According to Campbell, ROC the Future has already built a strong framework in an effort to tackle the challenges which surround youth in the city today, and, once the organization has an opportunity to share its research and data with the larger community; hopefully, the city will begin to improve its academic and career outcomes for children and youth. In addition, she stated, the city will also begin to avoid incidents like the Aug. 19 shooting at the Rochester Boys and Girls Club, which recently claimed the lives of three young men.
“We have to ask ourselves, as a community, if we have done all that we can do to embrace our young people,” Campbell stated. “I would say that I’m not sure that we have. My feeling is, my heart goes out to those families, because; I don’t know, when my kids were young, they could have very well been coming from a basketball game at the Boys and Girls Club. I live two blocks away from where this happened. So, I’m devastated from what is happening in my community. But, I’m very concerned, because, I don’t think we are doing all that we can do to embrace our young people. My other feeling is, if we are not thinking about how to do more right now, we are going to be dealing with more of these kinds of events. Young people who see violence as a means to an end are planning the next thing. And, young people are traumatized. So, I’m hoping that our community, and, when I say ‘our community;’ I’m really talking about the black community, not just people that are paid to do this work, can come together and work together. How do we come together to work, so that we can stop this kind of event from happening? It’s got to stop someplace. I’m of the belief that it can stop. But, everybody has to play a role.”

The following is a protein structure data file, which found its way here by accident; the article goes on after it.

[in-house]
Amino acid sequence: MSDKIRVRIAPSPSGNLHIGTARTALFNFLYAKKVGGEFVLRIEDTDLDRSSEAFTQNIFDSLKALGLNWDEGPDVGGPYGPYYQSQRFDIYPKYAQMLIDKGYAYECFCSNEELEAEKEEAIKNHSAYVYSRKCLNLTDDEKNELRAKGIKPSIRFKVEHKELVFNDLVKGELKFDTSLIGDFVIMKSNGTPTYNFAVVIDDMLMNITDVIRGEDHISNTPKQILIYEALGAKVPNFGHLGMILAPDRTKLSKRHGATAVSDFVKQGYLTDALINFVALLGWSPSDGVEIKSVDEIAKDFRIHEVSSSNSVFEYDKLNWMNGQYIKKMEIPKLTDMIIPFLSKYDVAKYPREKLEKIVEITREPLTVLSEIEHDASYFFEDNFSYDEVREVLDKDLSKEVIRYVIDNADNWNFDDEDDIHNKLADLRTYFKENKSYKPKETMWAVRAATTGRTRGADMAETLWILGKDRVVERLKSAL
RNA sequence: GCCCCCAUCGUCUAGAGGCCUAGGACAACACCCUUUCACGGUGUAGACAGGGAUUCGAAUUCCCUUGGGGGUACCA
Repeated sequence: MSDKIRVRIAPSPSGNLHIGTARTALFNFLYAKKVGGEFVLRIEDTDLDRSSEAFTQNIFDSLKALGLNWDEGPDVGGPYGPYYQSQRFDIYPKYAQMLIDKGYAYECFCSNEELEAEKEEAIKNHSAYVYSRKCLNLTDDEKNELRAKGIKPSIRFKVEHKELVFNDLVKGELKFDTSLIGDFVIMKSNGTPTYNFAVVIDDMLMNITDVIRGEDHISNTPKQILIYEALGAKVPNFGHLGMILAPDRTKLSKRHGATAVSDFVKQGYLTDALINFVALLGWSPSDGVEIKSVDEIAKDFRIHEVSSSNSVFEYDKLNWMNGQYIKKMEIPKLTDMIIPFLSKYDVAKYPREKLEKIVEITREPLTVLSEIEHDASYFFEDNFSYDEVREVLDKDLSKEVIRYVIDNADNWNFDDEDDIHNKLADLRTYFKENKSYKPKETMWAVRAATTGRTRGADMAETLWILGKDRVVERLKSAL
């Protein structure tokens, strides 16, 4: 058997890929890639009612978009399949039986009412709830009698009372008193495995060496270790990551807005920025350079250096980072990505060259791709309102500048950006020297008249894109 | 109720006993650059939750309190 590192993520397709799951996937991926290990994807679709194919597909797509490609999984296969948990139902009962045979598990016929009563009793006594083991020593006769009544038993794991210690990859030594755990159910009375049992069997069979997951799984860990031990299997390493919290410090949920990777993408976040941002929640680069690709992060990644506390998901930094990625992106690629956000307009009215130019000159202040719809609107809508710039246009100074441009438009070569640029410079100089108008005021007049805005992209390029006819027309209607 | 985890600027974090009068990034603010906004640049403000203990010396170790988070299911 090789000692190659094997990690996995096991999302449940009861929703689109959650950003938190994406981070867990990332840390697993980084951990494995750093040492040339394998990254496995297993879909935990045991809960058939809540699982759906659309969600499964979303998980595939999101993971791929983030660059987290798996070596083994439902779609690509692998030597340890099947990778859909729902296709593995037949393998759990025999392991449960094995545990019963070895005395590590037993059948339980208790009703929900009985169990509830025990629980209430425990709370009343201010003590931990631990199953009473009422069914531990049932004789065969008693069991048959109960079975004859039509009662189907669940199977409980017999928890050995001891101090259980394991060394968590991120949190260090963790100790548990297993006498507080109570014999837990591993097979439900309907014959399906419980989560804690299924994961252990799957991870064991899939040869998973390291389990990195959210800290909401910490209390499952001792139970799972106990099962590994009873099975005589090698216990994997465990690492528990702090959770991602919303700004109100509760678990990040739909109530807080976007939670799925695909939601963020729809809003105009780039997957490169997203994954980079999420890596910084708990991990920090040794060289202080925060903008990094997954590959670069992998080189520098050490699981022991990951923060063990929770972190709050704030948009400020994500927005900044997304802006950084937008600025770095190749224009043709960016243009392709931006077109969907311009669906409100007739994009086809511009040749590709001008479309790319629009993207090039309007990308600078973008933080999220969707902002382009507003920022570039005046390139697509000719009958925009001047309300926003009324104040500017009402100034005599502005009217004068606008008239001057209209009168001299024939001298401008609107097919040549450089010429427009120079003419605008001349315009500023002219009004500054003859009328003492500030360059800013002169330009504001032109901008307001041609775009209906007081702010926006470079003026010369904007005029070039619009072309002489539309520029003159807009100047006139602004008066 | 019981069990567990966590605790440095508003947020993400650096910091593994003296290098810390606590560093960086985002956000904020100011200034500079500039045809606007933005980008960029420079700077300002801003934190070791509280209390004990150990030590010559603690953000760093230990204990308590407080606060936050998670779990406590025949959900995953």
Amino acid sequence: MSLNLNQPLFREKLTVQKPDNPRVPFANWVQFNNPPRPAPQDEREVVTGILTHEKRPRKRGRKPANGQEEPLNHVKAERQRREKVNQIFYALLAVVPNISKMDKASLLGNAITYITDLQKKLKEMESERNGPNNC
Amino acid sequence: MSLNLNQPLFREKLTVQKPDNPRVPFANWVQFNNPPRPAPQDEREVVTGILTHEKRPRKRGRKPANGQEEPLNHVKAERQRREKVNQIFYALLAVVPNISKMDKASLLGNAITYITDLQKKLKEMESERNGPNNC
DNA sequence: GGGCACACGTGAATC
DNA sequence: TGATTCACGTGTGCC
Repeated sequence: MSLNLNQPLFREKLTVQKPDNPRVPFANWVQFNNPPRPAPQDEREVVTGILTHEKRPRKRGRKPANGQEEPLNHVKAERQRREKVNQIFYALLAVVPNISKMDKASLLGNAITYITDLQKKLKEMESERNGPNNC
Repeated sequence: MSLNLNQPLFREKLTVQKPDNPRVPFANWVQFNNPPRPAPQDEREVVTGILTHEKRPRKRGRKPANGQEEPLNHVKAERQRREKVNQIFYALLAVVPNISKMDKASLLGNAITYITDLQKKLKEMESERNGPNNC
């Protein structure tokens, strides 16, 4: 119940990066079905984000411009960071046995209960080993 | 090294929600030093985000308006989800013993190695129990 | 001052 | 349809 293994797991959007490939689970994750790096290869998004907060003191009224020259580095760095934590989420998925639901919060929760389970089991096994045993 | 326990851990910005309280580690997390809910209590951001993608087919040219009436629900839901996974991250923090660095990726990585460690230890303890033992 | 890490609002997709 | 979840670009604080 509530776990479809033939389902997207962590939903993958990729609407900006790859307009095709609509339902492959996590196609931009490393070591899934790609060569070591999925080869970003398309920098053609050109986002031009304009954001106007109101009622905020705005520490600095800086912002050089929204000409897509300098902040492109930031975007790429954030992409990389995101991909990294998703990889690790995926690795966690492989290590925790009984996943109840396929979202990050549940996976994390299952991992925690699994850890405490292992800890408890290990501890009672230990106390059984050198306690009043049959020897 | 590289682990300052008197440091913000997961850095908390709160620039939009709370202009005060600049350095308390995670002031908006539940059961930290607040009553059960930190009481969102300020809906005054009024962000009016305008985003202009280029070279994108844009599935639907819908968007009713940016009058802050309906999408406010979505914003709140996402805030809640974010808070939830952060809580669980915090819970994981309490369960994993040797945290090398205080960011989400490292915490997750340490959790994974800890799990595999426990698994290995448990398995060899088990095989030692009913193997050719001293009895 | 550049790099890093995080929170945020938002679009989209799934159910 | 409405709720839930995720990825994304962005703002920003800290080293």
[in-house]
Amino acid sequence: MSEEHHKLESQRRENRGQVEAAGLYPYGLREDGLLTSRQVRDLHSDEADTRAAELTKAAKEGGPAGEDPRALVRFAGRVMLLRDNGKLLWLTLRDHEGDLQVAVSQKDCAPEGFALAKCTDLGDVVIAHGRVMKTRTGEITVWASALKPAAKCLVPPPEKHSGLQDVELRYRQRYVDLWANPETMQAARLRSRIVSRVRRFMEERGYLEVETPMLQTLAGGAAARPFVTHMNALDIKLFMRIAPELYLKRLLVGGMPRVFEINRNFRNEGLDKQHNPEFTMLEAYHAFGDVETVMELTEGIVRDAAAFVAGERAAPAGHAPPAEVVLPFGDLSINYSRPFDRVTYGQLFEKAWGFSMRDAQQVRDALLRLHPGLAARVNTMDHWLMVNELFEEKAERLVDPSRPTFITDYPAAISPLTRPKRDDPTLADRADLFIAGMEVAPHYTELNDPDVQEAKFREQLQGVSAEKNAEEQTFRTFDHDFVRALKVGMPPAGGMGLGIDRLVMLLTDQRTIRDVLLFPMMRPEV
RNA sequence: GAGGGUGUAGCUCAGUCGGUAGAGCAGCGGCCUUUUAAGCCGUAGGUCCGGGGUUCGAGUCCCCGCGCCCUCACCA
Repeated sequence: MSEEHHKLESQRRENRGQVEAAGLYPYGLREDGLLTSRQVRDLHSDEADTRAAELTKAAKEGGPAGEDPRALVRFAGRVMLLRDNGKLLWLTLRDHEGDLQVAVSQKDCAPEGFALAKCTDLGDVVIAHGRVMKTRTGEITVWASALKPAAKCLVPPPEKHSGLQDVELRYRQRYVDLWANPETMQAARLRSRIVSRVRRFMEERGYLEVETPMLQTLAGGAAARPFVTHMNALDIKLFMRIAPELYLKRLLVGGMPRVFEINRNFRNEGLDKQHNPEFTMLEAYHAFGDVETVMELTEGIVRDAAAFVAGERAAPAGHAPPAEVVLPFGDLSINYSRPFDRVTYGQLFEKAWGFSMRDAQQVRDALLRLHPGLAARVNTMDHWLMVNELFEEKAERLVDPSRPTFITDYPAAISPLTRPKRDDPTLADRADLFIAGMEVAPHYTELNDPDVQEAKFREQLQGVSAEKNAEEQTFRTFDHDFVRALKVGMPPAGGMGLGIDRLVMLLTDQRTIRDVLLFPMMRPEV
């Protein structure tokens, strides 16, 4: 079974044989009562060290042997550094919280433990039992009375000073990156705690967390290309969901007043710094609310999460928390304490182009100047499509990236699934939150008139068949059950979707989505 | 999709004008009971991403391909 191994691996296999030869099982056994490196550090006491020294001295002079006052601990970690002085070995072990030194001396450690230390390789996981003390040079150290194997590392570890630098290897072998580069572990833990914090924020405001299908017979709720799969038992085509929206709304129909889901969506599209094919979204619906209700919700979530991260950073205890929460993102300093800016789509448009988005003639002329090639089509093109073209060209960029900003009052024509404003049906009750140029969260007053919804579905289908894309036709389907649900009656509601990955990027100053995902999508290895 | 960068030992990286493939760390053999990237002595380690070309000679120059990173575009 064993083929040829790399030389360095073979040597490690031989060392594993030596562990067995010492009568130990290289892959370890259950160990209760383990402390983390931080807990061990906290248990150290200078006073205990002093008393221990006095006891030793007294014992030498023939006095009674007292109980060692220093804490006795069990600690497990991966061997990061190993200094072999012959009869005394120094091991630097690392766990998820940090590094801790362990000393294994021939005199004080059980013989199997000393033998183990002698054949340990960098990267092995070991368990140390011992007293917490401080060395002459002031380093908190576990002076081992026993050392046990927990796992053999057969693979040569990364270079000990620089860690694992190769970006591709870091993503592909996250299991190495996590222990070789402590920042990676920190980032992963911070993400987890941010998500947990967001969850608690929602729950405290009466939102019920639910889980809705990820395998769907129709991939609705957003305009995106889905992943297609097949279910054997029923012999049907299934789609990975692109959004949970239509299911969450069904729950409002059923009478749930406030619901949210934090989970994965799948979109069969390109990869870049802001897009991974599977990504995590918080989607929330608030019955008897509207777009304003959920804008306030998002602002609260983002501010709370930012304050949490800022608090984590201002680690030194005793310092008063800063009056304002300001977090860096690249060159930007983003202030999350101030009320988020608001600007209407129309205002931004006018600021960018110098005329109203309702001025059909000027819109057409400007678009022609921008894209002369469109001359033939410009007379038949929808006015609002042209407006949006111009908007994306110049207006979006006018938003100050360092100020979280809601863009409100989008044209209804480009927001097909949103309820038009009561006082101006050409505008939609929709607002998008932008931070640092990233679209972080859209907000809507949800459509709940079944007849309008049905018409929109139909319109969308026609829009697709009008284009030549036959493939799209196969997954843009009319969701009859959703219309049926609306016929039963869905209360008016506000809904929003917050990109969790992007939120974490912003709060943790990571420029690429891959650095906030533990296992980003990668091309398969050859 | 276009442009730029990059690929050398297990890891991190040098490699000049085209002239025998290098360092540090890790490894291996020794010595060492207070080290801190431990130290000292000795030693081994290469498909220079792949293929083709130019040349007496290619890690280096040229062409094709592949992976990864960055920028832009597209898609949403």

Campbell grew up, attended public schools, and continues to live in the city of Rochester. She and her husband, Michael Campbell, have a blended family of six adult children, four of whom are graduates of the Rochester City School District, and 11 grandchildren.
According to a press release, since it began in 2011, “ROC the Future has established shared, common community priorities, developed and released two annual comprehensive report cards of data to measure progress on key outcomes for children from cradle to career; and engaged more than 50 different organizations.”
This fall, the organization said it plans to roll out a $700,000, multi-year initiative for comprehensive physical and developmental screenings of three-year-olds in Rochester.
ROC the Future’s current conveners include leaders from RCSD, Monroe Community College, the New York State legislature, Monroe County, the city of Rochester, Rochester Area Community Foundation, United Way of Greater Rochester, Rochester Business Alliance, Center for Governmental Research, Children’s Institute, Rochester Education Foundation, Action for a Better Community, Ibero-American Action League, and others.
Visit www.ROCtheFuture.org for additional details regarding the organization.